Brackish water or briny water is water that has more salinity than fresh water, but not as much as seawater. It may result from mixing of seawater with fresh water, as in coastal zones and riverdischarge zones into the sea and tidal movements of seawater into rivers inland. Brackish water may also occur in brackish fossil aquifers.
Technically, brackish water contains between 0.5 and 30 grams of salt per litre—more often expressed as 0.5 to 30 parts per thousand (ppt or ‰), which is a specific gravity of between 1.005 and 1.010. Thus, brackish covers a range of salinity regimes and is not considered a precisely defined condition. It is characteristic of many brackish surface waters that their salinity can vary considerably over space and/or time.
Hence the pre-treatment of feed water prior to salinity removal and conversion rate of process is of high importance and the plant operating regime must be adjusted to varying feed water conditions.
Desalination of brackish water is usually done through membrane technology with reverse osmosis (RO) being the dominant application and nanofiltration (NF) for lower concentrations of salts and other specific ions.
Aqua Engineering has commissioned in 1990 its first commercial brackish water desalination plants in the City of Majmaah in Saudi Arabia as well as for King Fahd and Prince Sultan Palaces in Riyadh with a total capacity of 7.300 m3/d.
Reverse Osmosis (RO) is a process in which both dissolved organics and salts are removed using a mechanism different from distillation, ion exchange or activated carbon. The pressurized feed water flows across a membrane surface with a portion of the feed permeating the membrane. The balance of feed sweeps parallel to the surface of the membrane to exit it without being filtered. This type of system is called crossflow filtration.
The basic process of RO simply requires a pump, membrane pressure housing, membrane element(s) and plumbing connections. The number of membrane elements used in each desalination system is related to the quantity of water produced by the system. There are many types of membranes, each characterized by a particular salt rejection. The pump is used to pressurize the feed water to create the RO effect and distribute the fresh water to storage.
Brackish water RO has a conversion rate could be up to 90 percent, which means up to 90 percent of the feed water is permeated and the remainder is concentrated to be returned to the water source(s). The conversion rate of seawater RO is considerably less and in a range of 35 to 40 percent in average. The conversion rate achievable depends on salinity as well as specific ions in feed water, which may precipitate on the membrane surface if conversion rate is too high; antiscaling chemicals are widely used to operate membrane systems at higher concentrations of critical ions to avoid precipitation (scaling) at membrane surfaces.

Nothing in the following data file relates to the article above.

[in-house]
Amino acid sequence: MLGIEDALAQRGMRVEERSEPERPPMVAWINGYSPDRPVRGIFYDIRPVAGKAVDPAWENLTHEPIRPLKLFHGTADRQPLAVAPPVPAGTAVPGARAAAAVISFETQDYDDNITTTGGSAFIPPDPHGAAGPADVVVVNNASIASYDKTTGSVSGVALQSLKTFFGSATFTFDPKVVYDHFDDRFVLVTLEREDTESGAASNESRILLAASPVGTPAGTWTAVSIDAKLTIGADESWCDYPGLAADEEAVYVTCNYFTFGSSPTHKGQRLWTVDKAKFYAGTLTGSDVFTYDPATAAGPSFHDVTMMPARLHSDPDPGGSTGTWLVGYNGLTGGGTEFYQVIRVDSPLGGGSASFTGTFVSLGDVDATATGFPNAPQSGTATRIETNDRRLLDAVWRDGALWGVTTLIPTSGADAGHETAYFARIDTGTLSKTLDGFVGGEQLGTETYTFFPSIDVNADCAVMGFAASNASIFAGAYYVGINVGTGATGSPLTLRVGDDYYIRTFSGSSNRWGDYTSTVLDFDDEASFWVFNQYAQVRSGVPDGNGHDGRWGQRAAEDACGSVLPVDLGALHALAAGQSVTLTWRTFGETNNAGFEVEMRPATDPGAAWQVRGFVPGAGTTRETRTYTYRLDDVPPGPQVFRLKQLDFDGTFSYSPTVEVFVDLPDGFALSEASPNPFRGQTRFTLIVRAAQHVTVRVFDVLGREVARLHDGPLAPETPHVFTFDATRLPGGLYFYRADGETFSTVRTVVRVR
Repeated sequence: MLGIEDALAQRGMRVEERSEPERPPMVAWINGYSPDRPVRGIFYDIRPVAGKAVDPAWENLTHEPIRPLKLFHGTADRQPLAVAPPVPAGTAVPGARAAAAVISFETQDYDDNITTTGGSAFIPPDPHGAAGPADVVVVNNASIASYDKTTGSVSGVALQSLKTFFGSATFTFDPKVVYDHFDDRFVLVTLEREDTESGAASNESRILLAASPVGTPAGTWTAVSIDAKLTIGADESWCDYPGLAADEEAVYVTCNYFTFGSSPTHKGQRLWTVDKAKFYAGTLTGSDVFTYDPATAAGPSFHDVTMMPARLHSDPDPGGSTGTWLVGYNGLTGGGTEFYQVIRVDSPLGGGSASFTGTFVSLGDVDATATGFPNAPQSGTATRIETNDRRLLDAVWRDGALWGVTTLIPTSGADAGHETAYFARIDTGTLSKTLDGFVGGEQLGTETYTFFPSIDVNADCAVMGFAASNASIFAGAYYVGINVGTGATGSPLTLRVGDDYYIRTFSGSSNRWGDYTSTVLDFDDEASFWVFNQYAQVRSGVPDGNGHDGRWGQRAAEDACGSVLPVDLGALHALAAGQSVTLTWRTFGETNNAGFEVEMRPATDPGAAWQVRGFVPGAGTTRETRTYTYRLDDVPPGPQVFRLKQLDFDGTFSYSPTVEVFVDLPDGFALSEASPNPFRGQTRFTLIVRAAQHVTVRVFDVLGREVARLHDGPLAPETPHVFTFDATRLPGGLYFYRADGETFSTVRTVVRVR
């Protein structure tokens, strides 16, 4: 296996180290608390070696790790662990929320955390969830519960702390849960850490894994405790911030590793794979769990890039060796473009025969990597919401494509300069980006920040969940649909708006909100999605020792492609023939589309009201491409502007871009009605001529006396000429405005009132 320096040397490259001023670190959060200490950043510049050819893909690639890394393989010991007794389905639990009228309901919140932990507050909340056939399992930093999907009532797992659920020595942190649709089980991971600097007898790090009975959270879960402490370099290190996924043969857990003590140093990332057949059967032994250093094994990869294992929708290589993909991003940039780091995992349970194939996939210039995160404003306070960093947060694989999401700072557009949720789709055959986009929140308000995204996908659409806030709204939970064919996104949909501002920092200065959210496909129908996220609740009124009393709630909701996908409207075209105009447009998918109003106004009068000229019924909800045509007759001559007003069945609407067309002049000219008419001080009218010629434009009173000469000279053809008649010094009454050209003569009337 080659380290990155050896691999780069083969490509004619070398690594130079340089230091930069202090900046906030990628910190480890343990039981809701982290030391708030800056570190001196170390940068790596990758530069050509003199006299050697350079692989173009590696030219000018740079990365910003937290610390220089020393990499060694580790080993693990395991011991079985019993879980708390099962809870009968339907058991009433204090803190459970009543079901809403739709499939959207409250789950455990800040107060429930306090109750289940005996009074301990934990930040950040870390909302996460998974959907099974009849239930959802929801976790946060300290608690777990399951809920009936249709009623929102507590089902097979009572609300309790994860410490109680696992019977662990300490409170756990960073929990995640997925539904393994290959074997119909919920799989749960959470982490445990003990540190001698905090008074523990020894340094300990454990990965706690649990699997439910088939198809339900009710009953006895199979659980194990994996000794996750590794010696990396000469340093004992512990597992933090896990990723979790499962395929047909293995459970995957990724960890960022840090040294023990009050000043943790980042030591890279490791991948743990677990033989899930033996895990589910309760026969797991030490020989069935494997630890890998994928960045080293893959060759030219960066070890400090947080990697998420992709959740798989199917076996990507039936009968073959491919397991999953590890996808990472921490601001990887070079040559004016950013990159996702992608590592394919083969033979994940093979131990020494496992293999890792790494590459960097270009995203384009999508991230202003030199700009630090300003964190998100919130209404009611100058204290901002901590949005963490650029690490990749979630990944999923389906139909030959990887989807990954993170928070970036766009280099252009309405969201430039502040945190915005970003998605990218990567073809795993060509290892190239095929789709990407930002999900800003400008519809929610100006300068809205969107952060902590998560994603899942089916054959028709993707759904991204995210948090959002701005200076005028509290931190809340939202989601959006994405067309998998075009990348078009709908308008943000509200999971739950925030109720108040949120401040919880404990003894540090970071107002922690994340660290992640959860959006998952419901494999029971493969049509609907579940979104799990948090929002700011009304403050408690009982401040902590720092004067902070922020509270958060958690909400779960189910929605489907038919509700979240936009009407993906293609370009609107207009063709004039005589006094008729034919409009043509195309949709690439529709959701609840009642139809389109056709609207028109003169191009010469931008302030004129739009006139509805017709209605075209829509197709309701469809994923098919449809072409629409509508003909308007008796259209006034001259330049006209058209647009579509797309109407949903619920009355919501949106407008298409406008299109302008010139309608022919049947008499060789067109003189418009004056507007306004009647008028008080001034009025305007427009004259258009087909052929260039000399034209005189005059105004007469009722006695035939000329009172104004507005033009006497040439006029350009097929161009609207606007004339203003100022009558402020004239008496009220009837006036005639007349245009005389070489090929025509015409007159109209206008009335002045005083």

RO, using the first crossflow membrane separation, was the first to be widely commercialized. An advantage of crossflow filtration is that the impurities concentrated on the membrane surface are constantly swept away by the concentrate stream, thus continually cleaning the membrane surface. This prolongs its life, reduces fouling of the membrane surface and reduces maintenance costs. Another advantage of the RO process is that it removes most organic compounds and up to 99.5 percent of all ions. In contrast, conventional filters accumulate the captured, non-dissolved impurities on the filter medium and must be periodically cleansed and/or replaced.
Nanofiltration (NF) is wrongly categorized as a "loose RO" membrane. The differences are subtle, yet distinct. Most notable is NF's ability to reject only ions with more than one negative charge such as sulphate or phosphate while passing single-charged ions. Another significant feature is its ability to reject uncharged, dissolved materials and positively charged ions according to the size and shape of the molecule in question. This effect is desirable for a number of applications where moderate salt removal is acceptable since operating pressures and power consumption are significantly lowered. So, in exchange for less than complete salt removal, costs are reduced. NF is currently being applied in many industrial settings, municipal water treatment (known as softening plants) and the sugar, dairy and textile industries.